How to Use QR Codes in Brand Collaborations
Forget what you know about brand collaborations and start fresh with the help of QR Codes. Read on as our guest writer, Rodney Laws of ecommerceplatforms.io offers some tips into collaborating efficiently using these small, pixelated squares.
It’s important for a brand to stand out in its niche, so most promotional suggestions will focus on independent action. How can you make your website better? How can you make your customers happier? How can you establish a unique value proposition? Leaning on others might even seem counterproductive, taking the focus away from your brand specifically.
This is a myopic view of the situation, of course, because there’s much to be gained through collaboration. In many ways, it’s the unsung hero of the marketing world, whether it’s online, offline, or both. When two or more companies with compatible audiences band together, the result is mutual benefit, often achieving results that go far beyond what they could possibly have yielded through their separate efforts. If you’ve avoided collaboration, it’s time to change that.
But how exactly should you make a brand collaboration work? There are so many elements that factor into a great brand collaboration, but it would take a long while to cover all of them. In this piece, we’re going to focus exclusively on the role of QR Codes in the collaboration process. How can you deploy them most effectively? Let’s answer that key question.
Why QR Codes are vital for optimal mutual promotion
There are various reasons why you might engage in some brand collaboration: one common practice is creating high-quality content that goes beyond what the individual contributors could manage, for instance. Sometimes that’s where the collaboration ends. Each contributor gets to post the content and use it for outreach, but that’s all. More can be done.
If you’re going to collaborate with another brand, it should be one with which you can engage in a mutual promotion. You encourage your audience to consider that brand, and they encourage their audience to consider you (targeting existing audiences that suit your brand is one of the best ways to get attention). This does require the two brands to have audiences that fit together, but it doesn’t make much sense to collaborate with any brand that’s either a direct competitor or from an industry that’s completely unrelated.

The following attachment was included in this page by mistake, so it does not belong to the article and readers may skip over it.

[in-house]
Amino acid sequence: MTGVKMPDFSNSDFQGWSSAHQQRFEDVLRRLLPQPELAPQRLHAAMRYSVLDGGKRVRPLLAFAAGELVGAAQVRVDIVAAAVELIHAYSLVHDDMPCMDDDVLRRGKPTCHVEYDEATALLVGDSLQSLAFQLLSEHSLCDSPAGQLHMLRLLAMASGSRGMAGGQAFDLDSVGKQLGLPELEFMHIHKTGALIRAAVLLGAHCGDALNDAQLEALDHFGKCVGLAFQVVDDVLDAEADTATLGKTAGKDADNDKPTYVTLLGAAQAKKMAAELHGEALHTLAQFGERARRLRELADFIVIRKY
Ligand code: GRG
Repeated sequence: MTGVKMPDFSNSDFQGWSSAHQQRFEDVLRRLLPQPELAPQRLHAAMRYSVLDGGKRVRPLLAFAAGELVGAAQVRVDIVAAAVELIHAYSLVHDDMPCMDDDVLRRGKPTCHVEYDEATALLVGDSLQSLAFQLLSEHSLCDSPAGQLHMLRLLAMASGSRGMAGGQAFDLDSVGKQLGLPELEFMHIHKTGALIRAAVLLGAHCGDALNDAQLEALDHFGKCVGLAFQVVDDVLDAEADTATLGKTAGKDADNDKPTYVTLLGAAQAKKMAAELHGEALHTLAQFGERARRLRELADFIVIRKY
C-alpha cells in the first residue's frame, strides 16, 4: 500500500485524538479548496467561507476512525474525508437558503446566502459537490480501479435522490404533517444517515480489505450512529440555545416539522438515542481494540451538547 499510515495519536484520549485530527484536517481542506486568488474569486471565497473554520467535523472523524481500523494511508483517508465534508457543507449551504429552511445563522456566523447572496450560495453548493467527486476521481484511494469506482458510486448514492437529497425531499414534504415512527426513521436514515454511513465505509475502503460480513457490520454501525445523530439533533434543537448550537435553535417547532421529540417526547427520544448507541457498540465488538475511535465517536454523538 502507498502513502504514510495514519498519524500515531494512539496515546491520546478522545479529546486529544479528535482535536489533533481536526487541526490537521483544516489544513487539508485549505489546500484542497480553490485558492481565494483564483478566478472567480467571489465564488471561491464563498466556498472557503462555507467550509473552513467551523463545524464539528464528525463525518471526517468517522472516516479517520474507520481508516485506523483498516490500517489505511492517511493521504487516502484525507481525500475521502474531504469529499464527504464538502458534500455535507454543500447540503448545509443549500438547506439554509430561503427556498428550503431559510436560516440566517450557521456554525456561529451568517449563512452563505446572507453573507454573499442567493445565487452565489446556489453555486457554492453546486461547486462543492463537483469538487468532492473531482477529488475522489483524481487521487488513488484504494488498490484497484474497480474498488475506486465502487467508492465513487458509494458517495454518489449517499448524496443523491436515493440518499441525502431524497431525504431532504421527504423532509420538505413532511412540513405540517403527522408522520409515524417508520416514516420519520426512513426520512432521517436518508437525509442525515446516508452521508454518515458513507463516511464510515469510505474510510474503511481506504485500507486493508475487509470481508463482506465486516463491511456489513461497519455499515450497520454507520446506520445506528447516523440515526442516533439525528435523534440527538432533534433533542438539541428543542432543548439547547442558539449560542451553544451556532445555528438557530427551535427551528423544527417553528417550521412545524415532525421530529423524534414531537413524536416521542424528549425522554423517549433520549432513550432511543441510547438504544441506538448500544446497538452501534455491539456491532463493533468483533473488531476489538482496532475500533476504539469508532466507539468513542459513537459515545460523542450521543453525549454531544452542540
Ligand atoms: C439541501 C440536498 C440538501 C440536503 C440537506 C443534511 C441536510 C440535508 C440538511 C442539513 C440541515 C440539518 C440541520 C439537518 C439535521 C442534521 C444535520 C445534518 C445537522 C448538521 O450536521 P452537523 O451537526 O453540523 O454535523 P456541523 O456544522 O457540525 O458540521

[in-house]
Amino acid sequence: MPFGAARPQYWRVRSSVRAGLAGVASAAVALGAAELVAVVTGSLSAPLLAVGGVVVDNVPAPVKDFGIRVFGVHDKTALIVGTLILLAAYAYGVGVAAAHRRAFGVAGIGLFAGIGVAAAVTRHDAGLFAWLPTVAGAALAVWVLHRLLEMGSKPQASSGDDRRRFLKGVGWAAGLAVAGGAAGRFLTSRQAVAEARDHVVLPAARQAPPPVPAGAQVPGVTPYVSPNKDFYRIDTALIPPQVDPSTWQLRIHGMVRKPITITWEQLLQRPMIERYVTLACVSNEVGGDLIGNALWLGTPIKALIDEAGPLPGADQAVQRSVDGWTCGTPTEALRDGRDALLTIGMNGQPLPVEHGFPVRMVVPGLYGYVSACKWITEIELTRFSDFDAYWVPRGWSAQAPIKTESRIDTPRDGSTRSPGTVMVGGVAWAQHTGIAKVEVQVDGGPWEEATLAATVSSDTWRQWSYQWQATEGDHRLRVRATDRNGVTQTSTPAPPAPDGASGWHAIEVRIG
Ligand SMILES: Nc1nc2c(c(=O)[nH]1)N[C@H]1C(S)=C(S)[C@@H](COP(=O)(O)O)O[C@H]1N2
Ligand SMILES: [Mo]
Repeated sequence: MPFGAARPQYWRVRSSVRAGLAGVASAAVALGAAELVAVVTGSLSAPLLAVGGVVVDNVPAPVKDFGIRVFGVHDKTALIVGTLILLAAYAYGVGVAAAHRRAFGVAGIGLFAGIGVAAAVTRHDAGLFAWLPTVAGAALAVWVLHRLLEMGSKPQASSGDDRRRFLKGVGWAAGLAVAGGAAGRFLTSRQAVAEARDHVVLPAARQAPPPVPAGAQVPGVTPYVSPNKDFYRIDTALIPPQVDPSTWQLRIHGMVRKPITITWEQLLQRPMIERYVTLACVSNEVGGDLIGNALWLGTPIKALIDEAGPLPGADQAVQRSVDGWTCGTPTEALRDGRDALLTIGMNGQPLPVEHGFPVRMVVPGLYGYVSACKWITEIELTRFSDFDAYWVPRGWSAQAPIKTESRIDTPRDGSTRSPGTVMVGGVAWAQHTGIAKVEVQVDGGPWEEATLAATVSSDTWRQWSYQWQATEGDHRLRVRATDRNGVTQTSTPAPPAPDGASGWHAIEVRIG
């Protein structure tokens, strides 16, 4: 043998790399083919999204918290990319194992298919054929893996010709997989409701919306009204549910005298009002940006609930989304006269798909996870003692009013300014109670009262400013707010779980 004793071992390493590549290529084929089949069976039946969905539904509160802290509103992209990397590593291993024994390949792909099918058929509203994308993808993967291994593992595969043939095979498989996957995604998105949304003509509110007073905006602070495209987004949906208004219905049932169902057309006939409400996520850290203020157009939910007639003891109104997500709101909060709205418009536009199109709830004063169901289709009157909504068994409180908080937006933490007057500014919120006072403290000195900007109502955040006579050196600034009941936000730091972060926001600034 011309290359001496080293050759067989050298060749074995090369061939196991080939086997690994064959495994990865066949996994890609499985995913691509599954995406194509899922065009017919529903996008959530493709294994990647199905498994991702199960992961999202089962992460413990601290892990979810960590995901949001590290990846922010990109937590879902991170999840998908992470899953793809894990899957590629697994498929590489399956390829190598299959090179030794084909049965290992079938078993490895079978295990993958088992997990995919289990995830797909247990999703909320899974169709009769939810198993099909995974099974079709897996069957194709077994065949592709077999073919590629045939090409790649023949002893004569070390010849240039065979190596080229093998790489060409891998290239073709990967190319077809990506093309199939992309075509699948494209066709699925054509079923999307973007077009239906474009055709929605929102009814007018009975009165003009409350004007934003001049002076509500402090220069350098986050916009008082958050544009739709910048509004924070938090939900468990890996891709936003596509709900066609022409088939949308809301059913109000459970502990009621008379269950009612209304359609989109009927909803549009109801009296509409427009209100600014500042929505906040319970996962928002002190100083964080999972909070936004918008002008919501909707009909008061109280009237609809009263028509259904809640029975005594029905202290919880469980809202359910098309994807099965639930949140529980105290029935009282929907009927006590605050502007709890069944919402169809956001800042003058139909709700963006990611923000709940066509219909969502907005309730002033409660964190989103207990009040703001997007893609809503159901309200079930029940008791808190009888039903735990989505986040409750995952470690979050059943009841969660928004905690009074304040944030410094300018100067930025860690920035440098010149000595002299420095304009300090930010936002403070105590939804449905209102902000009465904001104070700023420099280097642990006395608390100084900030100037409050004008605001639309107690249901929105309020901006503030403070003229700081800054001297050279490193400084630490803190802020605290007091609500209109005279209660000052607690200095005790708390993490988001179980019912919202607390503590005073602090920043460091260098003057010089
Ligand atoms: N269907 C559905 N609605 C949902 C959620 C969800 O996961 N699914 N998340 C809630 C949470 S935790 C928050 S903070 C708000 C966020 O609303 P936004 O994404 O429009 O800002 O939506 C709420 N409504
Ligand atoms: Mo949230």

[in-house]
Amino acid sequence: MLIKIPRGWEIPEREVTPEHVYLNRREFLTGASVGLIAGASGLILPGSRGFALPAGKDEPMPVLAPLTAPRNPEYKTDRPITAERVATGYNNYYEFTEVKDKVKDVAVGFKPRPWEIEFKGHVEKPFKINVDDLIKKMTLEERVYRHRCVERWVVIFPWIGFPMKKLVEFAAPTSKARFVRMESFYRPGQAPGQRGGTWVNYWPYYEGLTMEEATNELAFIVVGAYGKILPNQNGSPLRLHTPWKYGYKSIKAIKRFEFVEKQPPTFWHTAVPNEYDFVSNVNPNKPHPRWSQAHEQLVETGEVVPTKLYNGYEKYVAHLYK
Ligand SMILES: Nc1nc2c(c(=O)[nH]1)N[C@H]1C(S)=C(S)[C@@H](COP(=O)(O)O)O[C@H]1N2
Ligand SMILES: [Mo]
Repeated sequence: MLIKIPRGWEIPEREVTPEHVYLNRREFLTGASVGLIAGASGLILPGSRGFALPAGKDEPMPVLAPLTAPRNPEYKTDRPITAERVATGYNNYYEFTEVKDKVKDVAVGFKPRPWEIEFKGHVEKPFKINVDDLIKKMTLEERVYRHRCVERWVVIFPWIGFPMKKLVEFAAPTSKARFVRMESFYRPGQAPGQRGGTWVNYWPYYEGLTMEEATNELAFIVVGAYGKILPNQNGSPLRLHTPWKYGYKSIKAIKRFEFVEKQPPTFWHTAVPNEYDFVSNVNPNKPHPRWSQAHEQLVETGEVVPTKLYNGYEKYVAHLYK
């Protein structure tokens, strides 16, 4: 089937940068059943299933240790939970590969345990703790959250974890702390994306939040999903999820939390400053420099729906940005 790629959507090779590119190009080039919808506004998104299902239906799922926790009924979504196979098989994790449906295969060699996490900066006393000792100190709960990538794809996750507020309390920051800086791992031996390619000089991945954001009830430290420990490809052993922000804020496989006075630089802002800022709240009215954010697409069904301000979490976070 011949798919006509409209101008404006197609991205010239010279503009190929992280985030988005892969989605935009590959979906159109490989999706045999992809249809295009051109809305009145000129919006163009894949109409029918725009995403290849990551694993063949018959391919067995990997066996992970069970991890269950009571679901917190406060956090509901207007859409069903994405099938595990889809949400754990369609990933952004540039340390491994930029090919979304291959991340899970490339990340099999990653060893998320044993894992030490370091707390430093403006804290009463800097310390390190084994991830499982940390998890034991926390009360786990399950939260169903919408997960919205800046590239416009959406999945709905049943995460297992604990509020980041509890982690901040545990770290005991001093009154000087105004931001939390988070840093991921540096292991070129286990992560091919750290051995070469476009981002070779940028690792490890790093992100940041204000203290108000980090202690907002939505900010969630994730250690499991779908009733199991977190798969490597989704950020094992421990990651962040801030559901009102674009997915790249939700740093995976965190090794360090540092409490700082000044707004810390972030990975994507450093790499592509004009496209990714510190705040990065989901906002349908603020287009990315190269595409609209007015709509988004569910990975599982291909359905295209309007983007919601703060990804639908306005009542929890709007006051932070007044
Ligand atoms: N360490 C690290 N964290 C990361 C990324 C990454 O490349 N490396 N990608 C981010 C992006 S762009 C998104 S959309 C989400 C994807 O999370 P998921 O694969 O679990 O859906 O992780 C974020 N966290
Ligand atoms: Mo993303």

But what’s the practical implementation of this mutual promotion? Well, one common option is the provision of backlinks. The more popular brands you can get to link to your site, the better your site will perform in organic search, earning you more visits. Another option is simply talking about each other. When you engage with your customers, you can casually point them towards your collaboration partner so they know to seek them out if they’re interested in what they offer.
The problem with backlinks is twofold: not only are they very ineffective when deployed offline (who wants to take the time to painstakingly type in an address, even if it’s a shortened custom URL?) but they’re also not very eye-catching and can get lost among alternatives. The average page has a lot of links as a matter of necessity.
QR Codes, though, can be used for offline materials or online materials however they’re depicted, anyone with a modern smartphone can open up their camera app and get redirected to the target destination. They’re versatile, fast, easy to generate, and can be fully customized. In short, everyone knows what a QR Code looks like and what it does. Another element you shouldn’t overlook is the inherent mystery of a QR Code: you can see where a URL goes, but a QR Code requires you to take action to learn exactly where it’s intending to take you.
How you can deploy QR Codes in various situations
As noted, there are various reasons why QR Codes are extremely important for mutual promotion, and one of them is the versatility that allows them to be effectively deployed in many different situations. Let’s go through how they suit some distinct promotional opportunities: